But the Wolf case also reveals the limits of Nora’s project. If, as he puts it in “Between Memory and History,” the “differentiated network” of memory sites ultimately operates at the level of “national history,” then the conditions of possibility for Wolf to become a lieu de mémoire lie, as I have tried to indicate schematically, in the interaction of activities at a series of scales: between national aspirations, state repression, diasporic political organizing, histories of internationalist solidarity, and transnational media—a mixture that pushes the limits of the metaphor of the “site,” no matter how flexibly we conceive it. Steyerl’s notion of “traveling images”—which anticipates Erll’s notion of “traveling memory”—may be more evocative.
Wolf’s story also complicates the linear narrative of continuously eroding “real” milieux de mémoire central to Nora’s project. Despite—or perhaps because of—the fully globalized context that made Ronahî possible and that has nourished her rise to iconic status, “real” communities continue to cluster around her memory sixteen years after her death: both in the Kurdish struggle and in extreme left milieus in Germany.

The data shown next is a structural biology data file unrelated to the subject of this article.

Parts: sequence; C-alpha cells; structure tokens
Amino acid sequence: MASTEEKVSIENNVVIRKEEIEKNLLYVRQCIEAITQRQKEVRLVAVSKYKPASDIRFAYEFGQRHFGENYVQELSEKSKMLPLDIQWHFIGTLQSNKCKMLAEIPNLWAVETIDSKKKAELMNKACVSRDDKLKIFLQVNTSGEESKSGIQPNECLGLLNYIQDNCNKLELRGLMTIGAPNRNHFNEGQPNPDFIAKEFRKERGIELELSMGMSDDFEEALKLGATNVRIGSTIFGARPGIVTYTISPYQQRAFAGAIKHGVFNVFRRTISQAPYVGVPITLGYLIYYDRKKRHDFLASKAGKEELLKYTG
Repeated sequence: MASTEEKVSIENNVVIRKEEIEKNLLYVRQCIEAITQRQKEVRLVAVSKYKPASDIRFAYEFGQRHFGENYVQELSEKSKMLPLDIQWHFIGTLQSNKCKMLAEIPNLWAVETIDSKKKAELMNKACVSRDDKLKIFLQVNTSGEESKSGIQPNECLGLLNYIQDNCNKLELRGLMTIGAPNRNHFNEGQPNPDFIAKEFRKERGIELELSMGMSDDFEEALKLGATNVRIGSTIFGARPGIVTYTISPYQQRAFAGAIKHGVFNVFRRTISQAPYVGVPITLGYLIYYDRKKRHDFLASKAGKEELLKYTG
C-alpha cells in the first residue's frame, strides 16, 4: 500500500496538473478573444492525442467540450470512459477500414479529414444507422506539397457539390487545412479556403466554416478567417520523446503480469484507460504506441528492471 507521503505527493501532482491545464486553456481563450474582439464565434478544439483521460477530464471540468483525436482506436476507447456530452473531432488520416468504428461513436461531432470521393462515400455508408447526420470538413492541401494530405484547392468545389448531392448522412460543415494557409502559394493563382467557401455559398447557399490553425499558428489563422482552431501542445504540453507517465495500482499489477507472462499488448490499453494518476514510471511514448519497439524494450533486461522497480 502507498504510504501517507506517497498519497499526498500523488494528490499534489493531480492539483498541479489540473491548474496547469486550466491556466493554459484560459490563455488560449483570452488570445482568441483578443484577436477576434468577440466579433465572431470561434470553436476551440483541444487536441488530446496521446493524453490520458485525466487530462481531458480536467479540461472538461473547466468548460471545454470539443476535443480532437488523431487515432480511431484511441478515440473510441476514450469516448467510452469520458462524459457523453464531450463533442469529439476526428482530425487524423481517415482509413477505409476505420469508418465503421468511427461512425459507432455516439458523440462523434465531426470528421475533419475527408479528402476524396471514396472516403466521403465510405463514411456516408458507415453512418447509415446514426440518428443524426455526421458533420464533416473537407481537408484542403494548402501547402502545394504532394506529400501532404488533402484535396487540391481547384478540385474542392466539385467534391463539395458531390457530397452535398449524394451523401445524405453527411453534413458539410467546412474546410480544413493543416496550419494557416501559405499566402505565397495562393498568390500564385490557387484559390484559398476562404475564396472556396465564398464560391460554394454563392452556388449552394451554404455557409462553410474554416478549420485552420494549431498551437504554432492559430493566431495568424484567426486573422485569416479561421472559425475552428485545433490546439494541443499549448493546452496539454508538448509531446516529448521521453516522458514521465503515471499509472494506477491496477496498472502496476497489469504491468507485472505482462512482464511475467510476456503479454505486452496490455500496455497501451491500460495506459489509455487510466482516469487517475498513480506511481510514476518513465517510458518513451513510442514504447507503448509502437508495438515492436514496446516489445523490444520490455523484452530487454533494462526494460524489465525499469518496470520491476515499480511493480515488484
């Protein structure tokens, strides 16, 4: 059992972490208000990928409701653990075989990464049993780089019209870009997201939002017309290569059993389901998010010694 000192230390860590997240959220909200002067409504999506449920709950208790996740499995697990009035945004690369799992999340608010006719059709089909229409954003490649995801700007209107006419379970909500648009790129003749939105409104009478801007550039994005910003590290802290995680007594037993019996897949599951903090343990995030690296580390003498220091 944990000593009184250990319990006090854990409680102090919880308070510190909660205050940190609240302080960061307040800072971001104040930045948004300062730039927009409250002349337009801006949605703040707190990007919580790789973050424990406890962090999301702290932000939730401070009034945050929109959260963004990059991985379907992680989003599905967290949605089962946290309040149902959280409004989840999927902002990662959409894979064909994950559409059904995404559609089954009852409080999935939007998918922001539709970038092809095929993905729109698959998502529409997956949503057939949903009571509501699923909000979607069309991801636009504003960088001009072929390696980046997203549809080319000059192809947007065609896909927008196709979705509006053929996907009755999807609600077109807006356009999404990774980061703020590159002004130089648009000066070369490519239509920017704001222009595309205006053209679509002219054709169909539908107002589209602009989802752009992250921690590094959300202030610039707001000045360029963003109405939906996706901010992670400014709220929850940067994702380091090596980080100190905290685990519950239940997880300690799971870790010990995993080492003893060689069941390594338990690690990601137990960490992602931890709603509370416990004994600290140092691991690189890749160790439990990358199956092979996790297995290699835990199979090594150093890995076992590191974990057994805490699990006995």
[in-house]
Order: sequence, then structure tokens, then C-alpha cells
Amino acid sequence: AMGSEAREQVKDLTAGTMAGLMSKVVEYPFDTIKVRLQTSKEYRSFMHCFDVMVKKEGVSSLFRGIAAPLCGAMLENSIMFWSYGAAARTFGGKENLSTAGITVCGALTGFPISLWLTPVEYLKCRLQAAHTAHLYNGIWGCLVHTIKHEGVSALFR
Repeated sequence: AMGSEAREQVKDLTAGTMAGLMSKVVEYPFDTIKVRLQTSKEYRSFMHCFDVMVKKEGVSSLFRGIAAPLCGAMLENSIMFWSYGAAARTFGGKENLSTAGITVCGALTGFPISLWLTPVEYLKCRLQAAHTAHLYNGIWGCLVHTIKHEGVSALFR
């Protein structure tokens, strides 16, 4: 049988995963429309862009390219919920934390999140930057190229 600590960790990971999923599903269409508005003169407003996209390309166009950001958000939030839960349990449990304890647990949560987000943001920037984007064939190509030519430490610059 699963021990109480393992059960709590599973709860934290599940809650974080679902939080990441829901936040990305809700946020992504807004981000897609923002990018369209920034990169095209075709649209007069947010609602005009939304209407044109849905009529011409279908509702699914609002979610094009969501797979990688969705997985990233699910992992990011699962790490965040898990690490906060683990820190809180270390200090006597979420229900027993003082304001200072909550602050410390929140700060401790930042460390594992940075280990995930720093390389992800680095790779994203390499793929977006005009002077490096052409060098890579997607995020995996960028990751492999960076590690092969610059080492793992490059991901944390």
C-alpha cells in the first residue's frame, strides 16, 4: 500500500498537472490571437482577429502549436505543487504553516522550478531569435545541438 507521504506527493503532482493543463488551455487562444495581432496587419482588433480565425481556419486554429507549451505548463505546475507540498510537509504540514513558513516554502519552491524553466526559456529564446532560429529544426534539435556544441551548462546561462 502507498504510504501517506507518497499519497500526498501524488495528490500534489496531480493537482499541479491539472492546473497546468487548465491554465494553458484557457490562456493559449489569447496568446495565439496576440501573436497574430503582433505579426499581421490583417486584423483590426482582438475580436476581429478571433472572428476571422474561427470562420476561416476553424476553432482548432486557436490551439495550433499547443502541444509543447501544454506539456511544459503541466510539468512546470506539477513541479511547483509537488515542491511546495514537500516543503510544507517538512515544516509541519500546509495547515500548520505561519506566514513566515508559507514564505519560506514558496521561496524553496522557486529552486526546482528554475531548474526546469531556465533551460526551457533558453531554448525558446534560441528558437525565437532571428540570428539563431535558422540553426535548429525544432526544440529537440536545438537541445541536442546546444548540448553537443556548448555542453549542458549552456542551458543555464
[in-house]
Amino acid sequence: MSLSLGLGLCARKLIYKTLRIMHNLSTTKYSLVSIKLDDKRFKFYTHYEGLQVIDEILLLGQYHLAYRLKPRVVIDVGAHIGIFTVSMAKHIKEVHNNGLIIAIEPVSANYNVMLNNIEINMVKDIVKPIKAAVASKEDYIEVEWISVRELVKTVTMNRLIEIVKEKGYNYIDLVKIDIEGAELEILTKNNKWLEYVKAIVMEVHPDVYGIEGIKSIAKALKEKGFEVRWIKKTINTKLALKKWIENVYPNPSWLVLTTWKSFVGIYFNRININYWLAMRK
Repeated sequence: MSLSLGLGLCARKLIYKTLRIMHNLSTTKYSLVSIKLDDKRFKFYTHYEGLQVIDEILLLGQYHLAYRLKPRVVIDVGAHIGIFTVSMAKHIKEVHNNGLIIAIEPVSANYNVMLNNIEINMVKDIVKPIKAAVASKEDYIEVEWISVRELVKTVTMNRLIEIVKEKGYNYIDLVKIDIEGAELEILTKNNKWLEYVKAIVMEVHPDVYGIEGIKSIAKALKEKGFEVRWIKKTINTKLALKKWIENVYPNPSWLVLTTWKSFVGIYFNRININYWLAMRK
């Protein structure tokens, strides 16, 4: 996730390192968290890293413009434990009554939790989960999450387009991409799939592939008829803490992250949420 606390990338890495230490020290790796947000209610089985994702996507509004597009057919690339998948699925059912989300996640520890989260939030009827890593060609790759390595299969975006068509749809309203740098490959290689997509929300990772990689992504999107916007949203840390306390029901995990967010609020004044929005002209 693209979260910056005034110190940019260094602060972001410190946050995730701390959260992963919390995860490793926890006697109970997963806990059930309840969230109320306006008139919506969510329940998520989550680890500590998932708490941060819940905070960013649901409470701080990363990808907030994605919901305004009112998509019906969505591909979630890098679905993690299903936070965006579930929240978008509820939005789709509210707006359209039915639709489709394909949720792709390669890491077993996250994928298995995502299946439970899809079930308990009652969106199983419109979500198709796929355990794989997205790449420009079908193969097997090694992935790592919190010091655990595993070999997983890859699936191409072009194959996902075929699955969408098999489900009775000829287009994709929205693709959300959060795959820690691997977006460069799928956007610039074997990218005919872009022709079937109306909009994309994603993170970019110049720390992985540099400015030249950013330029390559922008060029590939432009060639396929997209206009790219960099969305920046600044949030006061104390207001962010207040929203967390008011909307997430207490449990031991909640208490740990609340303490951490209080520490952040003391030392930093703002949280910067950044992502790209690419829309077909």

But this case study also poses challenges to the emergent transnational memory studies that has arisen in response to Nora and what Erll calls the “second phase” of memory studies. Most important, from my perspective, it requires that we think more imaginatively about the status and scale of the political in memory studies. Nora’s focus on the nation retains plausibility because the nation-state continues to function as a memory-wielding agent of legitimation, discipline, and identity formation. Thus far, the primary referent for memory politics beyond the nation has been human rights, as Rosanne Kennedy discusses with great nuance in her contribution to this forum. As I’ve suggested, the discourse and practice of human rights do play a catalytic role in the Wolf case. Yet, the human rights framework is insufficient to describe both the salience of Ronahî’s memory and the political aspirations it evokes. An alternate term also emerges from this material: I want to propose that internationalism retains power both as a memory and an aspiration. The concept of “internationalism” may seem passé, and it is certainly not innocent, but it best describes the tradition of long-distance solidarity for which the traveling memory of Wolf stands. Remembering Ronahî leads us across national boundaries; but it also leads us to confront the borders that still exist and that are themselves forms of violence and injustice—in Kurdistan and elsewhere. We need new internationalisms because we still live in a world of nations.